March 29, 2018


Herding Cats: A “Sarah’s Scribbles” Collection (No. 3). By Sarah Andersen. Andrews McMeel. $14.99.

Fly Guy #18: Fly Guy and the Alienzz. By Tedd Arnold. Cartwheel Books/Scholastic. $6.99.

     Sarah Andersen continues to offer her skewed and often perceptive take on the life of a modern young woman in the third Sarah’s Scribbles collection, Herding Cats. Actually, what Andersen – or her cartoon avatar – mostly herds is her own uncertainties, insecurities and irritations at the ups and downs of everyday life. Andersen pictures herself as a big-headed, rectangular-bodied character with huge eyes that are decidedly not anime-like but that are very expressive. The Sarah’s Scribbles drawings can include just two panels or as many as seven, depending on what mini-story Andersen is telling. One five-panel example has her enjoying some simple, silly things in life, from a flower crown to a choker she thinks is cute, while outside-the-panel voices criticize everything – leading to a plaintive, super-bulging eyes comment in the final panel, “I just want to enjoy being alive.” Another five-panel sequence, “How to Put a Shirt Back When Shopping,” starts by showing her neatly re-folding the shirt and putting it back on a pile, only to decide self-consciously, “You ruined it,” followed by “You ruined everything,” followed by a final panel showing everything everywhere in flames: “How did you mess up this badly?” This sort of wry self-awareness permeates Sarah’s Scribbles. One sequence shows “Present Me” and “Future Me” with a pile of work between them – until “Present Me” shoves all the work onto “Future Me” and runs away. On another page, “an old song you used to like” returns to bring happiness – but turns out to be dragging a gigantic ball labeled “terrible memories.” And there are several instances recognizing the extent to which both real and online life seem increasingly unfriendly nowadays: Andersen is happy and feels “we’re actually making progress” when a character with a U.S. flag (sort of) for a head mentions “pre-2016” that same-sex marriage has been declared legal – but then, “post-2016,” a panel shows everything burning and people screaming and fighting as Andersen cries out, “What is happening?” Elsewhere, Andersen releases anger that she describes as “petty,” only to find out that it is boomerang-shaped and comes back three years later to smack into her with renewed force. The unique style of Andersen’s art makes it amply communicative with only a few words – which, however, means that the final part of Herding Cats, an extended essay that is “a guide for the young creative” and has only a few illustrations, is the weakest part of the book. This is a well-meaning discussion of the importance of staying true to your creative impulses even if your parents disapprove, even if Internet trolls try to take you down, even if you self-sabotage by diving into depression upon hearing one single item of yours described as “bad thing” when everything else you do is described as “good thing.” But the illustrations (good thing, good thing, good thing, good thing) are so much better than the mediocre text (bad thing) that the essay makes it clear, as does the rest of the book, that where Andersen excels is in visual, not textual communication.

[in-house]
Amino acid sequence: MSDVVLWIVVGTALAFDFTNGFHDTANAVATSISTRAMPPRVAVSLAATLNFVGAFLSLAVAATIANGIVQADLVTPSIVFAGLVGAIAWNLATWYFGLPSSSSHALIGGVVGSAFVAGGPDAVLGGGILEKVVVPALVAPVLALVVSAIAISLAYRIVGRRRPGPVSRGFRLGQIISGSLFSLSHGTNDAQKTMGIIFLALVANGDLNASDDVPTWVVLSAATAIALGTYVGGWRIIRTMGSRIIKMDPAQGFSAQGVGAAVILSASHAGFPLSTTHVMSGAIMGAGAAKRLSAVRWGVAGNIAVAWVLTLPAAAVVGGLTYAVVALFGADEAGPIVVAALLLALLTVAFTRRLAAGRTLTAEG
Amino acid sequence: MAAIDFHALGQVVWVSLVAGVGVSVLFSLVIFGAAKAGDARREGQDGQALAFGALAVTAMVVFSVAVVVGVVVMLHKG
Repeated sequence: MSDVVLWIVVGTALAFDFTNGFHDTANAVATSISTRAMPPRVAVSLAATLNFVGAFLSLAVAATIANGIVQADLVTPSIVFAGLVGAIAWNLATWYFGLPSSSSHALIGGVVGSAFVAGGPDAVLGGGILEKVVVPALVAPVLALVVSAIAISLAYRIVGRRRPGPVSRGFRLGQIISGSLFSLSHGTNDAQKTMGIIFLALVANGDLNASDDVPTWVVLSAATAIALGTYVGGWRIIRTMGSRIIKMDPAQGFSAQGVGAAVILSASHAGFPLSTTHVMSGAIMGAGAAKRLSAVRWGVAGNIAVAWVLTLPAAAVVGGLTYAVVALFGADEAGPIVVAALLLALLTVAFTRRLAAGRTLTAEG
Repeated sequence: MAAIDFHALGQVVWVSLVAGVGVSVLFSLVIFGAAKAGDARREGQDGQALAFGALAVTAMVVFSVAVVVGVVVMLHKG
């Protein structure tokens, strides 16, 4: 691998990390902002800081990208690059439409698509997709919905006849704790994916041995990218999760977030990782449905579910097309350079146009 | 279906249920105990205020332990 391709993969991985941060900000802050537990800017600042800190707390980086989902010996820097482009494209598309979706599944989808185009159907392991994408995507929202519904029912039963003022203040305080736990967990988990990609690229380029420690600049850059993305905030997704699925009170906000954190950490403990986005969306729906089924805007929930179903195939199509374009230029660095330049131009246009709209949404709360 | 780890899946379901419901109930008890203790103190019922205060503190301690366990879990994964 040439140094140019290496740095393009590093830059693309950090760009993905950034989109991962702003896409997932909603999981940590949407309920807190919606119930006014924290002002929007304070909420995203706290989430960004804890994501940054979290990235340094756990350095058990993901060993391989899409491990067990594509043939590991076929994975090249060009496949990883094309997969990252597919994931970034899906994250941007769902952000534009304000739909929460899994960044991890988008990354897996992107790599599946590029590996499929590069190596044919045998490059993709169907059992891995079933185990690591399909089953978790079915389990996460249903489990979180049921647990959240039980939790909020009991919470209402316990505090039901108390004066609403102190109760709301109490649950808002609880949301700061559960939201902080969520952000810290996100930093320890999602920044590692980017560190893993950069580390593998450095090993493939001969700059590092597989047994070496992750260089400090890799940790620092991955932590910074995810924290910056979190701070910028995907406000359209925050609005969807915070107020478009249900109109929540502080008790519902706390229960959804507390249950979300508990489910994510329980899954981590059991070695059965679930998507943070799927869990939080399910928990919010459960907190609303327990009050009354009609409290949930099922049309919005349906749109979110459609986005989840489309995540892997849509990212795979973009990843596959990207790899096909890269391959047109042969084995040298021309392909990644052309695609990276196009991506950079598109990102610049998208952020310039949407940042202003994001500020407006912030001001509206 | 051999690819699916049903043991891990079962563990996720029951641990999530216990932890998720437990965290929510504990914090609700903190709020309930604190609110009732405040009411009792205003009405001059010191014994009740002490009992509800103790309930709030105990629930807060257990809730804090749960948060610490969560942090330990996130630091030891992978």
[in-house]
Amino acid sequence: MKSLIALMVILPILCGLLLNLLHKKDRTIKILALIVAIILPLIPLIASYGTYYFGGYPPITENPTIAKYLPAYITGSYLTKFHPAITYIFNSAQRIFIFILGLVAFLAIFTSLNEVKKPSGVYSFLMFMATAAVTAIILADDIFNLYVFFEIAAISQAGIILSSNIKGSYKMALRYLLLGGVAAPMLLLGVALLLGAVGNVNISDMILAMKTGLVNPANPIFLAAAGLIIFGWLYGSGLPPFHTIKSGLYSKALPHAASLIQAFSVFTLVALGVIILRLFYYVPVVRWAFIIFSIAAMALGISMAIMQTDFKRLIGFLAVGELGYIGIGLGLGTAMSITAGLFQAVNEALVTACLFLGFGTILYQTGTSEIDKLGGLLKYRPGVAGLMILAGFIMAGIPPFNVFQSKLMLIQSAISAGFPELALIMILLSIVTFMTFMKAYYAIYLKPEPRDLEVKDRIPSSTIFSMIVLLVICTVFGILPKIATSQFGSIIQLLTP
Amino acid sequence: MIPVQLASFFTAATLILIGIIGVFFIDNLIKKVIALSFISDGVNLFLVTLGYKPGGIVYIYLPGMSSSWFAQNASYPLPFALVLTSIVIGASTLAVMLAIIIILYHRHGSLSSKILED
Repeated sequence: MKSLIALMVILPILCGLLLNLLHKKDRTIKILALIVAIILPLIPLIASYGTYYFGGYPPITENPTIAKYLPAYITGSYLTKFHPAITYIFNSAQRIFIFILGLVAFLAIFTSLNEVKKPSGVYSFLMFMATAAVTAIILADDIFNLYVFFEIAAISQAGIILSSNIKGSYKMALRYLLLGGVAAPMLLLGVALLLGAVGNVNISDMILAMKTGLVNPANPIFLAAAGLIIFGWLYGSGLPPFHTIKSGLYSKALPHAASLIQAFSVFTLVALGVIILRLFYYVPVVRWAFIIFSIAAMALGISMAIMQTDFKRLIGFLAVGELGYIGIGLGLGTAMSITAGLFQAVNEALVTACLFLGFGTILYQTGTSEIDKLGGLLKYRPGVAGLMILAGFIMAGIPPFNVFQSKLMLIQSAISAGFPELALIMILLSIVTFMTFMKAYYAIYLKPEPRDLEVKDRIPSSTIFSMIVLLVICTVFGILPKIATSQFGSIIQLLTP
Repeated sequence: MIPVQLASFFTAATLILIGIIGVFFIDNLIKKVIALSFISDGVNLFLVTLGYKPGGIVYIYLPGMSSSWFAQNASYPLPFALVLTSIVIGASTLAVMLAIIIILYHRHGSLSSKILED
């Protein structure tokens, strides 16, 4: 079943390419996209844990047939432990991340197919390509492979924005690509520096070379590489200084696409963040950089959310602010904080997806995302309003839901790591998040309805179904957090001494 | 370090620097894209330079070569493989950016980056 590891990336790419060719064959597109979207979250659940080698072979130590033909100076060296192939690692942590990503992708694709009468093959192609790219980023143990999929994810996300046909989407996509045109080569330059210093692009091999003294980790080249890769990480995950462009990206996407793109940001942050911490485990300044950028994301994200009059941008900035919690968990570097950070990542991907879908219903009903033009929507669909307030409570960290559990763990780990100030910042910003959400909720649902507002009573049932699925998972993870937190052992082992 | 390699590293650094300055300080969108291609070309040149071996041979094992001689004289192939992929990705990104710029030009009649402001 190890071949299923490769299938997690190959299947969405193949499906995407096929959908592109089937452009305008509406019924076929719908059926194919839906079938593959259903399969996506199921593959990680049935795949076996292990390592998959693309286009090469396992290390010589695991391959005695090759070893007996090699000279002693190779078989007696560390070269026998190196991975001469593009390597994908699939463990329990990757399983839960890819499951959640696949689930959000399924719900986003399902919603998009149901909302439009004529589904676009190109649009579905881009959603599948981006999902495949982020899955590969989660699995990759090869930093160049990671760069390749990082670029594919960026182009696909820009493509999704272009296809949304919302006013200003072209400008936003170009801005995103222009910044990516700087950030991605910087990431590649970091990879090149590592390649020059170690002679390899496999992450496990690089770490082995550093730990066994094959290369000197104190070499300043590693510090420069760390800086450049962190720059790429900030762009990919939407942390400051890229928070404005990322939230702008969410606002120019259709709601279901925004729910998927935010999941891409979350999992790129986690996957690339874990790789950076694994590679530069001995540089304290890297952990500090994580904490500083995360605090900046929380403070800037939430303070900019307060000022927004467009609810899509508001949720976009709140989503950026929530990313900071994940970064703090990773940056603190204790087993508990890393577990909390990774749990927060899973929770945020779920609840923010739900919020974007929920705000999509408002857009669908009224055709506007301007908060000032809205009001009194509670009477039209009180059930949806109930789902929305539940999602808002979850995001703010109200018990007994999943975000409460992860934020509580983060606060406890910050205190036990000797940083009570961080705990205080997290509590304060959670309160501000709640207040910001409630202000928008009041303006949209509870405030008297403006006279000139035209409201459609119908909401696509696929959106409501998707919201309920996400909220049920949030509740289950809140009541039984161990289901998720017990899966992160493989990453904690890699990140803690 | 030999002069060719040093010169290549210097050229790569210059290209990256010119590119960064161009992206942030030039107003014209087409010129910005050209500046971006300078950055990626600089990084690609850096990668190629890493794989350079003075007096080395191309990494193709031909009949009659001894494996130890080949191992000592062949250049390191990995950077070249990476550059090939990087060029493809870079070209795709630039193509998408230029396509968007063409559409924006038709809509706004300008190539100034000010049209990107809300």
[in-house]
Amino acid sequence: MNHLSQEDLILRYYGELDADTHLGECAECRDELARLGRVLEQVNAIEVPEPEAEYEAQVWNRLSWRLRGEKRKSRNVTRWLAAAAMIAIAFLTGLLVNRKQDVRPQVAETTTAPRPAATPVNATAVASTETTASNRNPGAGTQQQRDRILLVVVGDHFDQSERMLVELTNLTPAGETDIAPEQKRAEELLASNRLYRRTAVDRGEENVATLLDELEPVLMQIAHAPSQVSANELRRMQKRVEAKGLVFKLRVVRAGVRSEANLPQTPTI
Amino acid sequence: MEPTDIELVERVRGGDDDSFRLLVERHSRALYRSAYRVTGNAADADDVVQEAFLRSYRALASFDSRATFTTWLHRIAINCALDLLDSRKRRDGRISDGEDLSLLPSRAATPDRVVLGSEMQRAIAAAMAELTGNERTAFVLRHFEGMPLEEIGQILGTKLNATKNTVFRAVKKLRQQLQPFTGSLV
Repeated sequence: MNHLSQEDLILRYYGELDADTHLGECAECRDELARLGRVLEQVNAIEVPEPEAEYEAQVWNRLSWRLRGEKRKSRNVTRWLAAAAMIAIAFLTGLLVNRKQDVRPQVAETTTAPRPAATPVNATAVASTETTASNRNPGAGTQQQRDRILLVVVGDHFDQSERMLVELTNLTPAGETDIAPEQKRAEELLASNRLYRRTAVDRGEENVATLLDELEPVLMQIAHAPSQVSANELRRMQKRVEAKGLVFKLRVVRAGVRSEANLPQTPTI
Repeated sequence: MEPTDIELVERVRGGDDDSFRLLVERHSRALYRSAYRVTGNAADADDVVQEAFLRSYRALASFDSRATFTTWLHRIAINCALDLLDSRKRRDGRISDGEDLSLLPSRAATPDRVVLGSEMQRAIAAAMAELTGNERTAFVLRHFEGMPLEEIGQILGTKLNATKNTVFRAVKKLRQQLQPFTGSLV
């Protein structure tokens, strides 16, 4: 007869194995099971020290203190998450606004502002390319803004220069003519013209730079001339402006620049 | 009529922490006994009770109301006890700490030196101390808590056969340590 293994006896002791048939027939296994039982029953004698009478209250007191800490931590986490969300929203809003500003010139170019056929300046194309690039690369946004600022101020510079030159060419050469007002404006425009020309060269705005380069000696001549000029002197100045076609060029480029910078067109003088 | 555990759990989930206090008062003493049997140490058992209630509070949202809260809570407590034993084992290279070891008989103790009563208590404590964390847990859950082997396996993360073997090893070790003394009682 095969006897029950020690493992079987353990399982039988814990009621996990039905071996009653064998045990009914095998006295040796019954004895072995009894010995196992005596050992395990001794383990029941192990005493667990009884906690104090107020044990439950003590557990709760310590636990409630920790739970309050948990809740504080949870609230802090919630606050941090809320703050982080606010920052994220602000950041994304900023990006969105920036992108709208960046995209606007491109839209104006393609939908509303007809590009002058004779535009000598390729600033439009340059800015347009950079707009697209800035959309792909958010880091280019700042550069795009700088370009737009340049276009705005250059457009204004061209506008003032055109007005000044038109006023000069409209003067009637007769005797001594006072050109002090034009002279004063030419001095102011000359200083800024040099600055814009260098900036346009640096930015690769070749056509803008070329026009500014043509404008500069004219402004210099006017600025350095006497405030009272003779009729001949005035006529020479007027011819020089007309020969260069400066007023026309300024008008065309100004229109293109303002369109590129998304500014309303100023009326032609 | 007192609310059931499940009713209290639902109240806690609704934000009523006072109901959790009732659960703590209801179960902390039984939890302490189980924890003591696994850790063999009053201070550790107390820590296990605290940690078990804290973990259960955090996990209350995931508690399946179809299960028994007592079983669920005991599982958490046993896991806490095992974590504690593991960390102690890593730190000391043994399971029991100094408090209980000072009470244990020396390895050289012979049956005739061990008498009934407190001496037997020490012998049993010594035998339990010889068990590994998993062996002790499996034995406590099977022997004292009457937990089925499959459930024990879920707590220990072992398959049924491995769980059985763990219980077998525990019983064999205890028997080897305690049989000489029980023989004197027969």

Another character with gigantic, bulging eyeballs on a disproportionately small body is Tedd Arnold’s Fly Guy, whose adventures are aimed at kids rather than adults. The latest of them, Fly Guy and the Alienzz, is more elaborate than many of the earlier ones. Fly Guy and the boy who keeps him as a pet, Buzz (whose eyes are also huge and bulging), get together to make a movie using Buzz’s cell-phone camera. Arnold is clever here in showing Buzz doing things that a young reader of this book could actually do to make his or her own movie. Buzz shows Fly Guy how he drew three green aliens, “cut them out, and glued them on sticks, like puppets.” There is a “secret hero fort” made of cardboard and a “solid-gold spaceship” that is clearly shown to be a flashlight with cardboard tail fins taped to it. The movie starts with Fly Guy and Buzz Boy (also cutouts on sticks) captured by the aliens, with Fly Guy escaping as Buzz Boy is tied up. Then things get complicated as Arnold brings in other characters – Dragon Dude and Fly Girl – as Fly Guy talks in his usual buzzy manner (“Oopzz!”). Eventually space pirates steal the aliens’ solid-gold spaceship, so the aliens are marooned on Earth and decide to become good guys, while Buzz and Fly Guy are left to think up a movie sequel. This is a lot to pack into 30 pages, but Arnold does a good job of pacing the story and keeping it and the characters consistent. There is a lot of Fly Guy material out there, including fact books as well as adventures with Buzz, and kids who enjoy Arnold’s characters will appreciate the fact that they stay true to type from book to book and continue to be amusingly offbeat.

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